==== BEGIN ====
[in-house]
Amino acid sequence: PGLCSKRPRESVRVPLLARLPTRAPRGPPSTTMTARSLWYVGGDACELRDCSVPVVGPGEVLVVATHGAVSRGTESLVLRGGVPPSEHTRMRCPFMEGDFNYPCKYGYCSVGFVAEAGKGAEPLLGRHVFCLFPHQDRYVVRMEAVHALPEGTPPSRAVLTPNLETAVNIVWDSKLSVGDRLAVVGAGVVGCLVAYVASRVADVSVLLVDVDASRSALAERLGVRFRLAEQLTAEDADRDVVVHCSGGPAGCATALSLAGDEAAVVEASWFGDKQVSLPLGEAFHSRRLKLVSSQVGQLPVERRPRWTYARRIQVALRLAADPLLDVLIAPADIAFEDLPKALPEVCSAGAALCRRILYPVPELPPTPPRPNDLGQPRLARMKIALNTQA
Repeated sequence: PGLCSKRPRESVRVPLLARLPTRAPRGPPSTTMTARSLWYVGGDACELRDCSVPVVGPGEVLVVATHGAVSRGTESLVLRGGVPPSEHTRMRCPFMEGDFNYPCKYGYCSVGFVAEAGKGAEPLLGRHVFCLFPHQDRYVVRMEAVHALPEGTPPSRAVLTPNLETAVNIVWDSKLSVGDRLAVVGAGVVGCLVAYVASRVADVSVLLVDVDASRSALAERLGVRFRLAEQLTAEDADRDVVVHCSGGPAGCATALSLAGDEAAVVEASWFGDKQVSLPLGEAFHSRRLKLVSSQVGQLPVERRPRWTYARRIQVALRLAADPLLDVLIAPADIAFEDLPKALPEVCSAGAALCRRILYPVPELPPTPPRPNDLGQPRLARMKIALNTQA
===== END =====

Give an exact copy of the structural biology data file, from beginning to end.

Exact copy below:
[in-house]
Amino acid sequence: PGLCSKRPRESVRVPLLARLPTRAPRGPPSTTMTARSLWYVGGDACELRDCSVPVVGPGEVLVVATHGAVSRGTESLVLRGGVPPSEHTRMRCPFMEGDFNYPCKYGYCSVGFVAEAGKGAEPLLGRHVFCLFPHQDRYVVRMEAVHALPEGTPPSRAVLTPNLETAVNIVWDSKLSVGDRLAVVGAGVVGCLVAYVASRVADVSVLLVDVDASRSALAERLGVRFRLAEQLTAEDADRDVVVHCSGGPAGCATALSLAGDEAAVVEASWFGDKQVSLPLGEAFHSRRLKLVSSQVGQLPVERRPRWTYARRIQVALRLAADPLLDVLIAPADIAFEDLPKALPEVCSAGAALCRRILYPVPELPPTPPRPNDLGQPRLARMKIALNTQA
Repeated sequence: PGLCSKRPRESVRVPLLARLPTRAPRGPPSTTMTARSLWYVGGDACELRDCSVPVVGPGEVLVVATHGAVSRGTESLVLRGGVPPSEHTRMRCPFMEGDFNYPCKYGYCSVGFVAEAGKGAEPLLGRHVFCLFPHQDRYVVRMEAVHALPEGTPPSRAVLTPNLETAVNIVWDSKLSVGDRLAVVGAGVVGCLVAYVASRVADVSVLLVDVDASRSALAERLGVRFRLAEQLTAEDADRDVVVHCSGGPAGCATALSLAGDEAAVVEASWFGDKQVSLPLGEAFHSRRLKLVSSQVGQLPVERRPRWTYARRIQVALRLAADPLLDVLIAPADIAFEDLPKALPEVCSAGAALCRRILYPVPELPPTPPRPNDLGQPRLARMKIALNTQA